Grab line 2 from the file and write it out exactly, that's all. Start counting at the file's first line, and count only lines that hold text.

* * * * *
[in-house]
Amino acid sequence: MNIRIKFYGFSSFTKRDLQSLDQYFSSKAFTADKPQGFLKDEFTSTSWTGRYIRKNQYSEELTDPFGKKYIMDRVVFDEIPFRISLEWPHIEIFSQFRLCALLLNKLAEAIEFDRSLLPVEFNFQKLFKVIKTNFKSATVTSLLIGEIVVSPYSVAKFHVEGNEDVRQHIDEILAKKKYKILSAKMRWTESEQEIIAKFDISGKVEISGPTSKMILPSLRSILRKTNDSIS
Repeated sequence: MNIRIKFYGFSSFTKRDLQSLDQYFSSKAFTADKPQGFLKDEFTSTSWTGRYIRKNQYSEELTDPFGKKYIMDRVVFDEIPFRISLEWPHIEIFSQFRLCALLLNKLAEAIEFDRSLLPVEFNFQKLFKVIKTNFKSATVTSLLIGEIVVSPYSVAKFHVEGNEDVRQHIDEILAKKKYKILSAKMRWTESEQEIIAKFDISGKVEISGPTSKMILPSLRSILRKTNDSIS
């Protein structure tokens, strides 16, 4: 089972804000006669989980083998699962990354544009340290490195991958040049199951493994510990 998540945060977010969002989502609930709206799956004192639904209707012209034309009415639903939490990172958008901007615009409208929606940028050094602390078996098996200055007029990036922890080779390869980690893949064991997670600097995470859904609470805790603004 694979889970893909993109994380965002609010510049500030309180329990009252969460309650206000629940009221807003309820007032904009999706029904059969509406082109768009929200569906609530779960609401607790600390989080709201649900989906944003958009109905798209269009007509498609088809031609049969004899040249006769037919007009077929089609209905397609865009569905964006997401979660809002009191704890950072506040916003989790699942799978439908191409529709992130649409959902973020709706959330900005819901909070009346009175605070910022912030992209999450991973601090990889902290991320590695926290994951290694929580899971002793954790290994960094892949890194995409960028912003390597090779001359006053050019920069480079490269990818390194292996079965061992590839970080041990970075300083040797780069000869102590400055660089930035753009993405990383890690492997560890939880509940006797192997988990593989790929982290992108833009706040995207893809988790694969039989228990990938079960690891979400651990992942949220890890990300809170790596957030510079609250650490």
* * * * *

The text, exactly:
Amino acid sequence: MNIRIKFYGFSSFTKRDLQSLDQYFSSKAFTADKPQGFLKDEFTSTSWTGRYIRKNQYSEELTDPFGKKYIMDRVVFDEIPFRISLEWPHIEIFSQFRLCALLLNKLAEAIEFDRSLLPVEFNFQKLFKVIKTNFKSATVTSLLIGEIVVSPYSVAKFHVEGNEDVRQHIDEILAKKKYKILSAKMRWTESEQEIIAKFDISGKVEISGPTSKMILPSLRSILRKTNDSIS